Wisconsin Republicans either reiterated their support for Donald Trump or said nothing last week, even after House Speaker Paul Ryan told nervous members of his caucus that he will not defend the GOP presidential nominee or campaign with him before the election.
U.S. Rep. Sean Duffy, whose northern Wisconsin district was the only one Trump carried in the April primary, stood by Trump, while Gov. Scott Walker, GOP legislative leaders and others were silent.
“I never endorsed Donald Trump because of his stance on women or his family values,” Duffy said in a statement. “I endorsed him for his policies ... four years of Hillary Clinton would be unacceptable.”
Duffy’s district includes the towns of LaGrange, Lincoln, Scott and Byron and villages of Wyeville and Warrens in Monroe County and the towns of Knapp, Bear Bluff and City Point in Jackson County. He's being challenged in the Nov. 8 election by Democrat Mary Hoeft of Rice Lake.
Hoeft criticized Duffy's continued support for Trump during a Tuesday appearance in Hudson.
“Why do you continue to stand in support of a man who abuses women?” Hoeft was quoted in the Hudson Star-Observer.
In La Crosse, U.S. Sen. Ron Johnson called Trump’s remarks about groping women “indefensible” but did not rescind his support for the nominee.
The first-term Republican, who is in a tight race against former Sen. Russ Feingold, deflected questions about Trump’s fitness to hold the office, talking instead about Democratic nominee Hillary Clinton.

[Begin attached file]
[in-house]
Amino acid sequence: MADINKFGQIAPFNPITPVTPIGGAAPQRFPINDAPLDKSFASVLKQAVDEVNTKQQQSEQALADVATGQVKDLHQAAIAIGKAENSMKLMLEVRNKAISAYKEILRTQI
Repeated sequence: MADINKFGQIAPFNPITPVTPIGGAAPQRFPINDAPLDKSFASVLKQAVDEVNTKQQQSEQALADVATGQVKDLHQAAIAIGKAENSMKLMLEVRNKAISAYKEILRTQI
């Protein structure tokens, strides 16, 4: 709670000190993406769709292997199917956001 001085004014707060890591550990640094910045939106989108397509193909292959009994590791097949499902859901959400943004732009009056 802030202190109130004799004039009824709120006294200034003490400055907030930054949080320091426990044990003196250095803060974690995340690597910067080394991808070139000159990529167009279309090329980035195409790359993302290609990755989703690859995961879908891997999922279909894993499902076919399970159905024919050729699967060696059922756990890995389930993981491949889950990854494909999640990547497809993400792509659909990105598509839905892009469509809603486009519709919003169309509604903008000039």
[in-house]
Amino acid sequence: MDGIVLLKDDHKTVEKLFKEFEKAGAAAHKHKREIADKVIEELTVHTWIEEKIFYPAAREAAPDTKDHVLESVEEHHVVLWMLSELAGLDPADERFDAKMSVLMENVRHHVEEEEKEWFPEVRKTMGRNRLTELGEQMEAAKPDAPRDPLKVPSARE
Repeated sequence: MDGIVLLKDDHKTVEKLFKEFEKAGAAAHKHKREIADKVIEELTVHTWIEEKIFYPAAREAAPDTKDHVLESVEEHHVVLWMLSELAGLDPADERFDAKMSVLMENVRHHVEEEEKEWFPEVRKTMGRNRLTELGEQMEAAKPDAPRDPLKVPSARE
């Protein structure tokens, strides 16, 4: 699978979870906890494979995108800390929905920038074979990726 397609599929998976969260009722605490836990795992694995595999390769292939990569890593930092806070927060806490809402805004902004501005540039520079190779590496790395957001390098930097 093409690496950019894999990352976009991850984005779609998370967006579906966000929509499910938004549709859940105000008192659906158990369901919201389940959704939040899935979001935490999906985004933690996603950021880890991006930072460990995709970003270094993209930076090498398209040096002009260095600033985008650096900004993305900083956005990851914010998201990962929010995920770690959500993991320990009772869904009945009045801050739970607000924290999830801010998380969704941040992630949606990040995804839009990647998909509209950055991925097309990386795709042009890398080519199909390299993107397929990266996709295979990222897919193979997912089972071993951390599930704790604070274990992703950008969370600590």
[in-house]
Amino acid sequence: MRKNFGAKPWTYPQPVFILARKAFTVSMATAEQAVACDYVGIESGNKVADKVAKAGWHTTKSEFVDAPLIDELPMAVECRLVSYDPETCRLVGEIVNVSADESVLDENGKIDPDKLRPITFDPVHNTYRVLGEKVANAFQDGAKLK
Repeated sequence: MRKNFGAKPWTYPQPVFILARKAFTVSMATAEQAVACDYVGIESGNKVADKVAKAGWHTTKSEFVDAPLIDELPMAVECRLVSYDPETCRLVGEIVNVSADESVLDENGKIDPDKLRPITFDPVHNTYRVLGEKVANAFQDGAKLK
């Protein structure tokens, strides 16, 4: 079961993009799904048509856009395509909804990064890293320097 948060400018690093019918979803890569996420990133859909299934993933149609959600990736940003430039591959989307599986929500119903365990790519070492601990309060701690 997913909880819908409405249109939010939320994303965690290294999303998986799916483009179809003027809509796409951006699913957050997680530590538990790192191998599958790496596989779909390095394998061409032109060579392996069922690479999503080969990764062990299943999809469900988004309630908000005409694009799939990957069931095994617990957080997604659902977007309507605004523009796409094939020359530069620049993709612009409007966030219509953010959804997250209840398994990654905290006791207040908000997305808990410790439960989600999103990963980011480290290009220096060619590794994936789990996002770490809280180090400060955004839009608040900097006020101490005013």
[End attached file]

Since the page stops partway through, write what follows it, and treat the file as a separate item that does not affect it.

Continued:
“In a country of 320 million people, when you take a look at the two candidates, certainly I wish we had better role models,” Johnson said. “I’m certainly concerned about Hillary Clinton.”
Trump’s campaign was thrown into crisis Oct. 7 with the release of audio from 2005 featuring Trump making lewd remarks and bragging about how his fame allowed him to “do anything” to women. During the second presidential debate Sunday, the businessman dismissed his comments as “locker room” talk and insisted he had “great respect for women.” Several women have accused Trump of unwanted sexual advances since the audio became public.
During the second presidential debate Oct. 9, Trump turned up his attacks on Hillary Clinton, labeling her “the devil” and threatening to throw her in jail for her email practices at the State Department. He also accused her husband, former President Bill Clinton, of having been “abusive to women.”